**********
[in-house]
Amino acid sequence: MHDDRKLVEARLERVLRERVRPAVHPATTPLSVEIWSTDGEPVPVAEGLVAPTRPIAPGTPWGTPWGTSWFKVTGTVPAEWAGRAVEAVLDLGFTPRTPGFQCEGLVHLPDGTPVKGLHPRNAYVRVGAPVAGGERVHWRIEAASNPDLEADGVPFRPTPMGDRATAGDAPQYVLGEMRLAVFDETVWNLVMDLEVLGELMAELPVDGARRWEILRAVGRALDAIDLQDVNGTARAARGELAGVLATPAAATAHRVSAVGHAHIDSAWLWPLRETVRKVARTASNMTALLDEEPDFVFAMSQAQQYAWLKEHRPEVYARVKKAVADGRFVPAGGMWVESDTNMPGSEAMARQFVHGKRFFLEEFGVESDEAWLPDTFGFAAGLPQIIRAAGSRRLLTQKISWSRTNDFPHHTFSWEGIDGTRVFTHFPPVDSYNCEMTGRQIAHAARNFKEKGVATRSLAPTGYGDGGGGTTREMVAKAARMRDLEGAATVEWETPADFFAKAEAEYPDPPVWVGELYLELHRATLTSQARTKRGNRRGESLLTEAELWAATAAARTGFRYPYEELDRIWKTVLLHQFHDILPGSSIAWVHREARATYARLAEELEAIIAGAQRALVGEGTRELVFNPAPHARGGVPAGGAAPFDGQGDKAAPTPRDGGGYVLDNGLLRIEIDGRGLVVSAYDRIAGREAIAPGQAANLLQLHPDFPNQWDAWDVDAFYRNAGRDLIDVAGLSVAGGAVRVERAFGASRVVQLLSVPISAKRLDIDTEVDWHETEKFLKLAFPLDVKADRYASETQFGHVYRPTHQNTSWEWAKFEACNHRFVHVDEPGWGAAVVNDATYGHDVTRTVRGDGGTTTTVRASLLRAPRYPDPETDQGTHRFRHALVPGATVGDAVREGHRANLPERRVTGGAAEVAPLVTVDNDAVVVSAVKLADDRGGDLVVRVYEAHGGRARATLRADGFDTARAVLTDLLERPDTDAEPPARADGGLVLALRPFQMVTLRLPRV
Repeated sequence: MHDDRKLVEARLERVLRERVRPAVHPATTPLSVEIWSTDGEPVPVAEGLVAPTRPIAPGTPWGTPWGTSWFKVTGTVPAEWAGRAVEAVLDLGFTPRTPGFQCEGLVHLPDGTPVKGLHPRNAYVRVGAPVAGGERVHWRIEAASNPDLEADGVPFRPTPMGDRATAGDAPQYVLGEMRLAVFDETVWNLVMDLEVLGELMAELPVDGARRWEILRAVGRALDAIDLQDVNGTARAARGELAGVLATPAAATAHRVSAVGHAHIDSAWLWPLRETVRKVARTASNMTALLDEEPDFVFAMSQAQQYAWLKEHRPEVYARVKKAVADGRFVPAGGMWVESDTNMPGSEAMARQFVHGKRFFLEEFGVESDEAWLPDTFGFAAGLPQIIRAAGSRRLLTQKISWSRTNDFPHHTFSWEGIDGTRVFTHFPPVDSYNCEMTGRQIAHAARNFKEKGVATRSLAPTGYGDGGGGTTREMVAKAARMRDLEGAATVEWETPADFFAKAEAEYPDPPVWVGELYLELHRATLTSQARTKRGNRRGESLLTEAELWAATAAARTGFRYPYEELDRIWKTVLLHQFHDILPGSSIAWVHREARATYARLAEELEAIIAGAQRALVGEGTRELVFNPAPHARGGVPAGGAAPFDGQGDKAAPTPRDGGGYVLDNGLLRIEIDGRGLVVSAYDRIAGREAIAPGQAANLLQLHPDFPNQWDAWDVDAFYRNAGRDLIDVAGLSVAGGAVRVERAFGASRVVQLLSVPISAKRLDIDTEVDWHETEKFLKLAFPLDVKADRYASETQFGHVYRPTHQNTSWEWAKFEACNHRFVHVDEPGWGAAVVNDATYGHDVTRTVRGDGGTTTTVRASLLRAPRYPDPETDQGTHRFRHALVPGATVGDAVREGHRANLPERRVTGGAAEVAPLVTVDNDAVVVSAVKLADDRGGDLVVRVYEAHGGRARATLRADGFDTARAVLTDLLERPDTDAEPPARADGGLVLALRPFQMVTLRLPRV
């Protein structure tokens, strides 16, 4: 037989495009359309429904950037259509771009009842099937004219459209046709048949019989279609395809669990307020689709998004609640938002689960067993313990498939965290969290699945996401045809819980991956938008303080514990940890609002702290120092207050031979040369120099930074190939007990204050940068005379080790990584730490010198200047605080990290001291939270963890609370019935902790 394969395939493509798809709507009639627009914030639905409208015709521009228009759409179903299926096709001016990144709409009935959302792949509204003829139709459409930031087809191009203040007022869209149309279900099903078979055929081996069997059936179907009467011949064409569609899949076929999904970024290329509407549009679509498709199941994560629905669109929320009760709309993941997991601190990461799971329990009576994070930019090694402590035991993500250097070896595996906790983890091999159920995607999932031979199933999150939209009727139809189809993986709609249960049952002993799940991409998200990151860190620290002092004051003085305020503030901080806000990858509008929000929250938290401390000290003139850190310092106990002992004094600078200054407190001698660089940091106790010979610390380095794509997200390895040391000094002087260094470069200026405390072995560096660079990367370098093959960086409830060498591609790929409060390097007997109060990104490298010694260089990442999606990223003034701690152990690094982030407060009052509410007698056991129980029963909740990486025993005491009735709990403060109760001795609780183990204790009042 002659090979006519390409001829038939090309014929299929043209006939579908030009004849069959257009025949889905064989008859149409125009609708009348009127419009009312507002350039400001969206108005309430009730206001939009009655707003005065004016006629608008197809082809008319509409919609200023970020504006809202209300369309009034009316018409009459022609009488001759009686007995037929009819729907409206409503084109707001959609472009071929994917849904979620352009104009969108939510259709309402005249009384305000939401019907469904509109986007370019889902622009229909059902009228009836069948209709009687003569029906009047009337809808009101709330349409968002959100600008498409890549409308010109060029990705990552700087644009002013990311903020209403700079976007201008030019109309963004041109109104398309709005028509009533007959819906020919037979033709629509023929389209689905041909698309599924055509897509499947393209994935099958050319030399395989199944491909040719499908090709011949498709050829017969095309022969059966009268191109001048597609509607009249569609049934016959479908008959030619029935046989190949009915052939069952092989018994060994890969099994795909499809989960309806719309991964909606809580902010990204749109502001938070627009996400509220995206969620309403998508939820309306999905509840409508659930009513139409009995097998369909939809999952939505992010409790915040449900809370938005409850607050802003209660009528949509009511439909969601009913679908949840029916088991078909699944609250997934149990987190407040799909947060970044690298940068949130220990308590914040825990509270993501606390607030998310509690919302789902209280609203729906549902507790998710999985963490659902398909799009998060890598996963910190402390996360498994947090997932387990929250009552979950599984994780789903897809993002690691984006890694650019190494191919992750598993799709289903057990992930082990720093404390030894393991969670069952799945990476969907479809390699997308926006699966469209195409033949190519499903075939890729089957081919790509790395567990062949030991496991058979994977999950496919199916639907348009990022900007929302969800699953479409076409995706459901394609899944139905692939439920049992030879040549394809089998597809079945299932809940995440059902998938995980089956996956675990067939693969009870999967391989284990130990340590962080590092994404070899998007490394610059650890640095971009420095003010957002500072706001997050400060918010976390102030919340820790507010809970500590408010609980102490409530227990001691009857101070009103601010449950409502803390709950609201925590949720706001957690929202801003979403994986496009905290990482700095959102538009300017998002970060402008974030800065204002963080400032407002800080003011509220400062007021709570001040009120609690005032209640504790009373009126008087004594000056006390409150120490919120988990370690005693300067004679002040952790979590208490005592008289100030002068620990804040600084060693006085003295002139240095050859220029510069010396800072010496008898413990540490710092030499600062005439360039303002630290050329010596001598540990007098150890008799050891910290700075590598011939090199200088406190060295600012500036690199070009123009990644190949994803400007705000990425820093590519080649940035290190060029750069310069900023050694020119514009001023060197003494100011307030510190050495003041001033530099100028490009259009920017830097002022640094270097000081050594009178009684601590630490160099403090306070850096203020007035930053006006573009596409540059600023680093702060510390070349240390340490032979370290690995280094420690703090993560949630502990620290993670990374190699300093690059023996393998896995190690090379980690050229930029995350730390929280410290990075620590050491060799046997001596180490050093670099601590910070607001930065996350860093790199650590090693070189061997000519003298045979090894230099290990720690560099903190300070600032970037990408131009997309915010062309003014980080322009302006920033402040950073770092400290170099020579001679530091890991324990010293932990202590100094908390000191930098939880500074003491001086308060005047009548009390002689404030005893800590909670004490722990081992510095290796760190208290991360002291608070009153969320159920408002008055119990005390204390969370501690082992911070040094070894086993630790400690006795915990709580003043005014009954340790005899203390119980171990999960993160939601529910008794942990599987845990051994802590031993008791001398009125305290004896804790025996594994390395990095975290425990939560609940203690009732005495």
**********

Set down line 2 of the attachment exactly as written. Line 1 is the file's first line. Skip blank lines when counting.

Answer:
Amino acid sequence: MHDDRKLVEARLERVLRERVRPAVHPATTPLSVEIWSTDGEPVPVAEGLVAPTRPIAPGTPWGTPWGTSWFKVTGTVPAEWAGRAVEAVLDLGFTPRTPGFQCEGLVHLPDGTPVKGLHPRNAYVRVGAPVAGGERVHWRIEAASNPDLEADGVPFRPTPMGDRATAGDAPQYVLGEMRLAVFDETVWNLVMDLEVLGELMAELPVDGARRWEILRAVGRALDAIDLQDVNGTARAARGELAGVLATPAAATAHRVSAVGHAHIDSAWLWPLRETVRKVARTASNMTALLDEEPDFVFAMSQAQQYAWLKEHRPEVYARVKKAVADGRFVPAGGMWVESDTNMPGSEAMARQFVHGKRFFLEEFGVESDEAWLPDTFGFAAGLPQIIRAAGSRRLLTQKISWSRTNDFPHHTFSWEGIDGTRVFTHFPPVDSYNCEMTGRQIAHAARNFKEKGVATRSLAPTGYGDGGGGTTREMVAKAARMRDLEGAATVEWETPADFFAKAEAEYPDPPVWVGELYLELHRATLTSQARTKRGNRRGESLLTEAELWAATAAARTGFRYPYEELDRIWKTVLLHQFHDILPGSSIAWVHREARATYARLAEELEAIIAGAQRALVGEGTRELVFNPAPHARGGVPAGGAAPFDGQGDKAAPTPRDGGGYVLDNGLLRIEIDGRGLVVSAYDRIAGREAIAPGQAANLLQLHPDFPNQWDAWDVDAFYRNAGRDLIDVAGLSVAGGAVRVERAFGASRVVQLLSVPISAKRLDIDTEVDWHETEKFLKLAFPLDVKADRYASETQFGHVYRPTHQNTSWEWAKFEACNHRFVHVDEPGWGAAVVNDATYGHDVTRTVRGDGGTTTTVRASLLRAPRYPDPETDQGTHRFRHALVPGATVGDAVREGHRANLPERRVTGGAAEVAPLVTVDNDAVVVSAVKLADDRGGDLVVRVYEAHGGRARATLRADGFDTARAVLTDLLERPDTDAEPPARADGGLVLALRPFQMVTLRLPRV